A spokesman for Ghana's immigration service said that 161 Chinese nationals, who were arrested for illegal gold mining this week, will be deported to China.
Francis Palm-Deti, spokesman for Ghana's Immigration Service, said the miners were arrested between Saturday and Wednesday. It brings to 181 the total number of Chinese that the country's immigration office has arrested within the past month in this African nation.
The Chinese gold-diggers are accused of forcibly taking over people's land in farming areas near artisanal mines. Farmer Nana Kwame Yeboah, whose crops were destroyed, said that they arrived at night. When he woke up, he found the Chinese had taken over his farm. He said they waved a gun at him when he tried to approach.
The Syracuse University athletic department's former media director has been sentenced to five years of probation for secretly videotaping male athletes in locker rooms.
Local media outlets report that the judge who sentenced Roger Springfield on Thursday called his actions "strange, bizarre and colossally stupid."
The 57-year-old former local television sportscaster pleaded guilty in March to a felony count of unlawful surveillance. Onondaga (ahn-uhn-DAH'-gah) County prosecutors say they found more than 100 identifiable victims on recordings he kept on his computer.
They say he obtained the images by hiding a camera in the locker rooms of the football team and the men's lacrosse and soccer teams. He was fired in December after a police investigation that started when a university employee noticed locker-room footage on a video from a football game.
Two medics and a patient died Thursday morning when their ambulance crashed into a tractor-trailer that was headed in the opposite direction jackknifed across the center lane and into oncoming traffic, The Atlanta Journal-Constitution reported.
Another car pulled over to yield to the ambulance, which caused the tractor-trailer to jackknife, Georgia State Patrol spokeswoman Franka Young told the paper. The accident occurred on Ga. 32 in Irwin County, which is reportedly 190 miles south of Atlanta.
The State Patrol says the patient was 65-year-old Charles Arvin Smith of Tifton. The emergency medical technicians were identified as 44-year-old Teresa Ann Davis of Axson, who was driving the ambulance, and 56-year-old Randall Whiddon of Ashburn.
The Associated Press contributed to this report
Two Ohio high school football players convicted of raping a 16-year-old girl last year will be classified as sex offenders at a hearing next week.
The June 14 hearing by Judge Thomas Lipps at Jefferson County Juvenile Court in eastern Ohio is a possible first step for the two teens to be transferred from a state juvenile detention center to a facility that works with sex offenders.
Lipps must place the teens in one of three sex offender levels, with the strictest requiring reporting every three months for life and the most lenient requiring annual reporting for 10 years. Unlike adult sex offenders, however, the teens' names won't be included on publicly accessible websites. And the teens can request to be removed later based on their history of rehabilitation.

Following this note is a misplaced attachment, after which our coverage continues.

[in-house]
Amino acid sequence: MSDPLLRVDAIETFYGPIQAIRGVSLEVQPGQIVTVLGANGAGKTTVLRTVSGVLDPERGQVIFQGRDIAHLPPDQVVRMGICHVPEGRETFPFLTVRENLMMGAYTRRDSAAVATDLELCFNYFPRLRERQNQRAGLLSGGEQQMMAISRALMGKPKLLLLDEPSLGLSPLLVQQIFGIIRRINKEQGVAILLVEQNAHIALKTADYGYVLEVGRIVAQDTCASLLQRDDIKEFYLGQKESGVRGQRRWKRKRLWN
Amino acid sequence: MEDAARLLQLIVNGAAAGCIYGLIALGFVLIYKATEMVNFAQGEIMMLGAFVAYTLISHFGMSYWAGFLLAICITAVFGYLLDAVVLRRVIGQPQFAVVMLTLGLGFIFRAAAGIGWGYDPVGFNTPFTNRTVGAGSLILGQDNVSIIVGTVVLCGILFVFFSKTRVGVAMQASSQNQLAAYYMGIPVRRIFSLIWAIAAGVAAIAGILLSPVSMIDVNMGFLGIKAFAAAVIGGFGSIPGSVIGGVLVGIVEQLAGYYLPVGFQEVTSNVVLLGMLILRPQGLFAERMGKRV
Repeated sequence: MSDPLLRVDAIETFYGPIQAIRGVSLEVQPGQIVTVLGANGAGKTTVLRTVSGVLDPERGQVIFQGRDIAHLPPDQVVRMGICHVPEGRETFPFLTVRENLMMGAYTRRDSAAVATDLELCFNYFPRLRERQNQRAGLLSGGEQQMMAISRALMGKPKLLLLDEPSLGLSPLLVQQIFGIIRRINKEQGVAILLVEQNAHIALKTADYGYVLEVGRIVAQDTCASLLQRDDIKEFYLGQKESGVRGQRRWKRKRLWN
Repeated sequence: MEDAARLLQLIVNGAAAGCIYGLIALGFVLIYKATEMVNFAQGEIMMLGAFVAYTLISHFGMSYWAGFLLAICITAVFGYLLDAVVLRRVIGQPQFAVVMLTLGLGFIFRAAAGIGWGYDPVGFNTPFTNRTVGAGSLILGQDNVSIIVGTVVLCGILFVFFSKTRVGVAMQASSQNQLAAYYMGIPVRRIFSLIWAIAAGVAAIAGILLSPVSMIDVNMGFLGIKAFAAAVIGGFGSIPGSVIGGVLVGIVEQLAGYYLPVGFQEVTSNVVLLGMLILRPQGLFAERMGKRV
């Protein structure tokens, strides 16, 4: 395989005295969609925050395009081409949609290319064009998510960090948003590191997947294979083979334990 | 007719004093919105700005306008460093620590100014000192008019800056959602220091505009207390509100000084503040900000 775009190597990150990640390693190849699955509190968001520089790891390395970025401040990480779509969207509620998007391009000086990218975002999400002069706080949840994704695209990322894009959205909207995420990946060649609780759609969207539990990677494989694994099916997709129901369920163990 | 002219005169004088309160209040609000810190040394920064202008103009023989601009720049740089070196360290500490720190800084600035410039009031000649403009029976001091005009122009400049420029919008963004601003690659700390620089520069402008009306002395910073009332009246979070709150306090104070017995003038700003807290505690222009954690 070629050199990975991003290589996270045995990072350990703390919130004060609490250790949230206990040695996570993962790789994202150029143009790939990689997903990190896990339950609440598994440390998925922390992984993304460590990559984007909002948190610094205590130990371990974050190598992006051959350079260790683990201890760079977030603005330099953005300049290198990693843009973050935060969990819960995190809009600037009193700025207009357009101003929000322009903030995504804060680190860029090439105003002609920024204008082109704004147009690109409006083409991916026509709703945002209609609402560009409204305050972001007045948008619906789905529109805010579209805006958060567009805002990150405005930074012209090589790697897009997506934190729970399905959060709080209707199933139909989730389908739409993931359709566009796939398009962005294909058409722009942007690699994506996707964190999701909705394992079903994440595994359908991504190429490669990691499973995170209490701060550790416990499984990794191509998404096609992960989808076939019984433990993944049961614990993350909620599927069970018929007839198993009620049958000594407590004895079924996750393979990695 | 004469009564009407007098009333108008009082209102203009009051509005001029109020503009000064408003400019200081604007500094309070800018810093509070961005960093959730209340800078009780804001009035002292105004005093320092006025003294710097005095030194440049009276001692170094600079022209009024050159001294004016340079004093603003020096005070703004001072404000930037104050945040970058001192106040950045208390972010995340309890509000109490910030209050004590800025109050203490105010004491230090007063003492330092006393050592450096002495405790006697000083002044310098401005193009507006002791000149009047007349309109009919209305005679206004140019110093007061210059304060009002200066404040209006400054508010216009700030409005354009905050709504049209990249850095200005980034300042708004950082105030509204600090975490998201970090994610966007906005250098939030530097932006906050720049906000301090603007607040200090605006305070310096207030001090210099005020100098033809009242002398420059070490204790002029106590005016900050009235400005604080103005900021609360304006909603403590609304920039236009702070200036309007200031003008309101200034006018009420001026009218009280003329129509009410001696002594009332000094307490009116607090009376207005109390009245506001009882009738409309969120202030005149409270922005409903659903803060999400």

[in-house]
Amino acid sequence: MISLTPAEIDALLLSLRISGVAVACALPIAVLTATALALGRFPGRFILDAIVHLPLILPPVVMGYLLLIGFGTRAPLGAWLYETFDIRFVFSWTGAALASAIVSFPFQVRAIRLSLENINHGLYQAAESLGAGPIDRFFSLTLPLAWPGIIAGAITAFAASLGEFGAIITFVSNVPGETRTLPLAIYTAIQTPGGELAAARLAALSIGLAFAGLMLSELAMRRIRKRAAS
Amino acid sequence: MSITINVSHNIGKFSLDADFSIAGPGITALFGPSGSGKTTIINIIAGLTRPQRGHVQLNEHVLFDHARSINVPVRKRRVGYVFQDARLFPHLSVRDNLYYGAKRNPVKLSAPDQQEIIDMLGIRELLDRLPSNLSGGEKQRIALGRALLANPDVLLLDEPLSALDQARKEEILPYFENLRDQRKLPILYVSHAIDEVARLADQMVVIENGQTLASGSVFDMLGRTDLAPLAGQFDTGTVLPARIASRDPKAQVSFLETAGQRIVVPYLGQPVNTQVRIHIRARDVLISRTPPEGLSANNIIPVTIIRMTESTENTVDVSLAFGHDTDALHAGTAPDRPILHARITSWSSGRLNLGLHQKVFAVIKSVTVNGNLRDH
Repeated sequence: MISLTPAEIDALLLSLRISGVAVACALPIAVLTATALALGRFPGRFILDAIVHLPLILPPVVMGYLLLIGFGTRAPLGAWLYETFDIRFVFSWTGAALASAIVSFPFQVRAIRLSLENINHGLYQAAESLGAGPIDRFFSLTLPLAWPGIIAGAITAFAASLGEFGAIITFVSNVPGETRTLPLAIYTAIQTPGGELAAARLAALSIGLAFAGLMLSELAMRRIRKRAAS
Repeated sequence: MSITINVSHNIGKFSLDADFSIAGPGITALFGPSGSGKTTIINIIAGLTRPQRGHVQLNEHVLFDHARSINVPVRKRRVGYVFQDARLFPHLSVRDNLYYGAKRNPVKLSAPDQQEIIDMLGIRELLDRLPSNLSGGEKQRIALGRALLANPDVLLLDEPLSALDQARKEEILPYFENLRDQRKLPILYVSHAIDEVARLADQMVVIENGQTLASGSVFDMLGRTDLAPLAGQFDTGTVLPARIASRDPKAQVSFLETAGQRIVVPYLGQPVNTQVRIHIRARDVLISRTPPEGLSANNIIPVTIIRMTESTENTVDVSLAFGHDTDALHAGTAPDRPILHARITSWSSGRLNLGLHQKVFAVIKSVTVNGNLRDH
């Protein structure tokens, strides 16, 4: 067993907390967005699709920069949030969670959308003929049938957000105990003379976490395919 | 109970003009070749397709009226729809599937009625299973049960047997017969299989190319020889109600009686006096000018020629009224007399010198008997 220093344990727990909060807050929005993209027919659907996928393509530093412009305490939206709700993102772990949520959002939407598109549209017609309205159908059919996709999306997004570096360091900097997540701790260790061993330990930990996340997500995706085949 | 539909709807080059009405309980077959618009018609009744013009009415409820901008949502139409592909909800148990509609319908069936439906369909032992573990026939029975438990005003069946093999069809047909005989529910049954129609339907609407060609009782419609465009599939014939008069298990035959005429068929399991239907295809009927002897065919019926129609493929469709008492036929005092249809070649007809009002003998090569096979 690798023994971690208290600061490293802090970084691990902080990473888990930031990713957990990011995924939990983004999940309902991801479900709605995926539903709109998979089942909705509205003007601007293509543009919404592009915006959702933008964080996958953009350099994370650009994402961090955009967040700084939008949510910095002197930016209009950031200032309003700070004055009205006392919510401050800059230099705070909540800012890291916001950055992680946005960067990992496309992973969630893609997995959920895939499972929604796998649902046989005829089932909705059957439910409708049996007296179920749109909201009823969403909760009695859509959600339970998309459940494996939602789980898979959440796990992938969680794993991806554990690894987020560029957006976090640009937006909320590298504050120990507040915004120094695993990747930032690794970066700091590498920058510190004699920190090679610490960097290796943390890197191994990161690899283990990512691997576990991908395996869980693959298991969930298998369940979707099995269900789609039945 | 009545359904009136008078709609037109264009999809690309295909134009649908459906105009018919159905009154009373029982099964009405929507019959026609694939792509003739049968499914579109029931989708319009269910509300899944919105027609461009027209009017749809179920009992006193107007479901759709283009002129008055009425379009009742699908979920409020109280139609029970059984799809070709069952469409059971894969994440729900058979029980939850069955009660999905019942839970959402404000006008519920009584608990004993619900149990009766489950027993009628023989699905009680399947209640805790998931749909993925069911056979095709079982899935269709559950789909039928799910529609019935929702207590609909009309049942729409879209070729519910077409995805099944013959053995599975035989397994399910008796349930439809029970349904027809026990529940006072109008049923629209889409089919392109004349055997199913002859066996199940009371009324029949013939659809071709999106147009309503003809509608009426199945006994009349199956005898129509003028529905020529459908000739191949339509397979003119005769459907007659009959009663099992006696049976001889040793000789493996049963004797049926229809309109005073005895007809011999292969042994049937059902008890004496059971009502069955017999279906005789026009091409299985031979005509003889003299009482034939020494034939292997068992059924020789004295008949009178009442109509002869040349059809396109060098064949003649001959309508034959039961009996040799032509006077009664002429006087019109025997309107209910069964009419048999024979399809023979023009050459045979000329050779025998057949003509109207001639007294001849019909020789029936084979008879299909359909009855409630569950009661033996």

Lipps sentenced Trent Mays, 17, and Ma'Lik Richmond, 16, to time in the juvenile detention system in March. He convicted them of raping the West Virginia girl after an August party celebrating a successful football team scrimmage. Richmond was sentenced to at least one year for raping the girl, while Mays was sentenced to at least two for raping her and taking a picture of the underage girl naked.
The case received international attention because of the role of texting and social media in exposing the attack. A grand jury is considering whether other people broke the law in connection with the case by not alerting authorities to initial reports of the rape.
At the time of their conviction and sentencing in March, Lipps recommended the boys be assigned to a facility in Chillicothe that he said has a strong program for treating juvenile sex offenders, Lighthouse Youth Center-Paint Creek.
The privately operated center is an open campus where staff members rely on their relationship with residents to prevent escapes, according to the Department of Youth Services.
Staff and children live together at the facility, which has shown success in keeping teens treated there from committing new crimes.
Both Paint Creek and state officials conduct face-to-face meetings with young people and review their records in state facilities whenever determining placement, said Youth Services spokeswoman Kim Parsell, adding that all state juvenile facilities "are able to meet the unique needs of youth." She declined to comment specifically on the hearing or Mays and Richmond's case.
Mays welcomed the chance for the transfer, his lawyer said.
"Our client looks forward to the opportunity to attend the Paint Creek program, follow all the facility rules, and display to the Court and the community that he has been rehabilitated fully in hopes of returning to his family," Columbus attorney Brian Duncan said in a statement. Messages were left for Richmond's attorney.